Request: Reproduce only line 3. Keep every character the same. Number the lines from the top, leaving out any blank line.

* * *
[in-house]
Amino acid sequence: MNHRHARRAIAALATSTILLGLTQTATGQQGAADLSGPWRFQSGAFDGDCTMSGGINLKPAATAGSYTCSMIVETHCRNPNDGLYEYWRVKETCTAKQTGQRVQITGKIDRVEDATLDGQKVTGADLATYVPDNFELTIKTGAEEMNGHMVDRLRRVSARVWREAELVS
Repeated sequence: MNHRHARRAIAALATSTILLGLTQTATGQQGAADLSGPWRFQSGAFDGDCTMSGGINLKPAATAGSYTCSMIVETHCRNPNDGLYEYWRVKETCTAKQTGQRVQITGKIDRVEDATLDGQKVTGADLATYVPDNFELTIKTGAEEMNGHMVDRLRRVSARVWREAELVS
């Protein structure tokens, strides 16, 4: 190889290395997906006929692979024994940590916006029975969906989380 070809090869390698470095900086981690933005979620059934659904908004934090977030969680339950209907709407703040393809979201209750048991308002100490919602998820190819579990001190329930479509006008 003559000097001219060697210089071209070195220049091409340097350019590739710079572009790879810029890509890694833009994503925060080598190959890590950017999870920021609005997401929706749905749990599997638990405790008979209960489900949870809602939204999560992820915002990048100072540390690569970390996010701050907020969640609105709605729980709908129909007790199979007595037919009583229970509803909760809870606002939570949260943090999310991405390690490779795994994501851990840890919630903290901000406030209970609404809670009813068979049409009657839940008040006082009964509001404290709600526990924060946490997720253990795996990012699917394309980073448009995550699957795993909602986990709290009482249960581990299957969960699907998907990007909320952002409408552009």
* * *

Repeated sequence: MNHRHARRAIAALATSTILLGLTQTATGQQGAADLSGPWRFQSGAFDGDCTMSGGINLKPAATAGSYTCSMIVETHCRNPNDGLYEYWRVKETCTAKQTGQRVQITGKIDRVEDATLDGQKVTGADLATYVPDNFELTIKTGAEEMNGHMVDRLRRVSARVWREAELVS